rediff.com

NewsApp (Free)

Read news as it happens
Download NewsApp

Available on  

Rediff News  All News 
Rediff.com  » News » All about CBI and approvers

All about CBI and approvers

July 27, 2010 13:13 IST

Former cop N K Amin has decided to turn approver in the Sohrabuddin fake encounter case. The Central Bureau of Investigation, which has decided to use Amin to dig out information against Amit Shahis also facing a lot of flak by the Opposition which terms it as a Congress Bachao Agency.

There are two questions that come up for perusal at this point of time: 1. How important is an approver be in this case? 2. Is the CBI an independent body?

R Shrikumar, who was a CBI officer which cracked the Rajiv Gandhi murder case and C V Nagesh, senior advocate who has battled the CBI in the court in the Classik Computer case involving former chief minister of Karnataka, S Bangarappa speak to rediff.com about the issue.

Before getting into the discussion let us check the provision under the Code of Criminal Procedure which deals with the issue of an approver.

Sections.306 to 308 of the Cr.P.C deals with the subject of approver:

Who is an Approver: An approver is an accomplice who has been tendered pardon on condition of his true disclosure of the facts & circumstances of the crime by becoming a witness on behalf of the prosecution. An accomplice is a person who is either directly/ indirectly supposed to have been concerned in an offence or privy to an offence.

R Shrikumar on approvers: For the investigating agency and the prosecution, an approver's evidence is good. He is basically the person who gives a good description of the happenings in relation with the case. The investigating agency acts very much in its purview while coaxing a person to turn approver in a case. A person could turn approver either on his own or if the investigating agency coaxes him to do so. However, the sole discretion to take this step would lie with him.

The statements of an approver would have to be coupled with evidence and that would be the job of the investigating agency to find out.

When a person turns an approver, he buys his freedom. He basically admits to his offence and that would earn him his freedom or lesser punishment than what is stipulated for the crime that was committed by him. However, the approver must ensure that he is speaking the truth and at no point of time misguides the investigating agency or tells lies. If he has done something to this effect then he runs the risk of getting enhanced punishment by the court.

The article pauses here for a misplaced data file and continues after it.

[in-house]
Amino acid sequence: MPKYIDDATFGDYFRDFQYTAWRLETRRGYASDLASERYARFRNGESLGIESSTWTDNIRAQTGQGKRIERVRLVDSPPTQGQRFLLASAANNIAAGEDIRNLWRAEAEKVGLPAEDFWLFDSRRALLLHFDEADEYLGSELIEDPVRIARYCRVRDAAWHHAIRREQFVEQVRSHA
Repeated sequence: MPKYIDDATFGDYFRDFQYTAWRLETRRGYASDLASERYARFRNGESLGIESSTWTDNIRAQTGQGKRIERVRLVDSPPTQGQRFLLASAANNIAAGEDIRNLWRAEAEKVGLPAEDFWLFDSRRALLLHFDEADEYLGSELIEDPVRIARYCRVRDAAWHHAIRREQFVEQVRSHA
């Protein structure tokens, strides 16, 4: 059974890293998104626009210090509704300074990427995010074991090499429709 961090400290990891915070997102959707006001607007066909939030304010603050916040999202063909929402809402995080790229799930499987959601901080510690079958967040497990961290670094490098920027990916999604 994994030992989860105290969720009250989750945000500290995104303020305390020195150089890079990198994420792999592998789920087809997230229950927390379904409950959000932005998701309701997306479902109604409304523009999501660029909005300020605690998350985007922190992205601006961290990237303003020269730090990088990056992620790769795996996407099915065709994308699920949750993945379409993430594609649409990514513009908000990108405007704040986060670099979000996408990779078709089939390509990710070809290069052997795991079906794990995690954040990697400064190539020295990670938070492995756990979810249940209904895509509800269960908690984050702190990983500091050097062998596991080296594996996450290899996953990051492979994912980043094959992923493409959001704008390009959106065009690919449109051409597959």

C V Nagesh on approver: For me, this is a failure on the part of the investigating agency. It is of no consequence whatsoever. I would not agree with the fact that an approver buys his freedom when deciding to turn into one. His pardon would be the sole discretion of the court and if the court finds that his offence is grave, then there is no hard and fast rule that his sentence should be reduced or he should be spared. Following the commission of an offence, the investigating agency does have the right to tell a person to turn approver. It is for them to collect as much material as possible and corroborate the same so that the statements have evidentiary value. However one must bear in mind that the investigating agency does not have the right to seek pardon for an accused

Investigating agency is nobody to say that he should be excused or granted pardon by the court. Why should an investigating agency contribute to an accused going scot-free? This whole thing regarding approvers, according to me is just a trick by the investigating agency to strengthen its own case. It only shows the failure of an agency probing the crime and gives the indication that the material evidence on record is shabby in nature and they need to fire their case from the shoulder of another accused.

Shrikumar on CBI: I find the allegations against the CBI being a stooge of the ruling party silly in nature. I don't subscribe to the view that there is no independence in CBI's functioning. Those making allegations regarding the independence of CBI should stop talking and instead take steps to change the scenario. If they do have a problem with the independence then let them take steps to ensure that the agency gets more independence. Just by making allegations nothing will change.

C V Nagesh on CBI: We certainly need a central agency. But such an agency should not be controlled by either the state or the union governments. It should be an independent body which should be regulated by a committee. It is sad to see what is happening with the CBI. The past glory where the people called it as a free and fair agency does not exist any longer. I have seen for myself how this agency can be twisted and turned according to the likes and dislikes of the party in power at the centre.

Let the CBI continue to exist, but it should be answerable to a committee comprising a Supreme Court and high court judge, a retired IPS and IAS officer. This way it would be regulated and will be able to function independently.

Vicky Nanjappa